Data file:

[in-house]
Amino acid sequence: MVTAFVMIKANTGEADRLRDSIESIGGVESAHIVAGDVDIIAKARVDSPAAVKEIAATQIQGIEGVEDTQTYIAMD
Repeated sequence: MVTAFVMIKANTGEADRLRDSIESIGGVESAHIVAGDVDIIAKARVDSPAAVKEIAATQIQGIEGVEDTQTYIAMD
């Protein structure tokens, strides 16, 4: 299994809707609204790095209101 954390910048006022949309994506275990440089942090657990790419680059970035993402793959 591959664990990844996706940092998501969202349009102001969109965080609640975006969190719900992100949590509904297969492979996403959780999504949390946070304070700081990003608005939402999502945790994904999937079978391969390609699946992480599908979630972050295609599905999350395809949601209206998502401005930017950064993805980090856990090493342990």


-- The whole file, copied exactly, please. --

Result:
[in-house]
Amino acid sequence: MVTAFVMIKANTGEADRLRDSIESIGGVESAHIVAGDVDIIAKARVDSPAAVKEIAATQIQGIEGVEDTQTYIAMD
Repeated sequence: MVTAFVMIKANTGEADRLRDSIESIGGVESAHIVAGDVDIIAKARVDSPAAVKEIAATQIQGIEGVEDTQTYIAMD
């Protein structure tokens, strides 16, 4: 299994809707609204790095209101 954390910048006022949309994506275990440089942090657990790419680059970035993402793959 591959664990990844996706940092998501969202349009102001969109965080609640975006969190719900992100949590509904297969492979996403959780999504949390946070304070700081990003608005939402999502945790994904999937079978391969390609699946992480599908979630972050295609599905999350395809949601209206998502401005930017950064993805980090856990090493342990």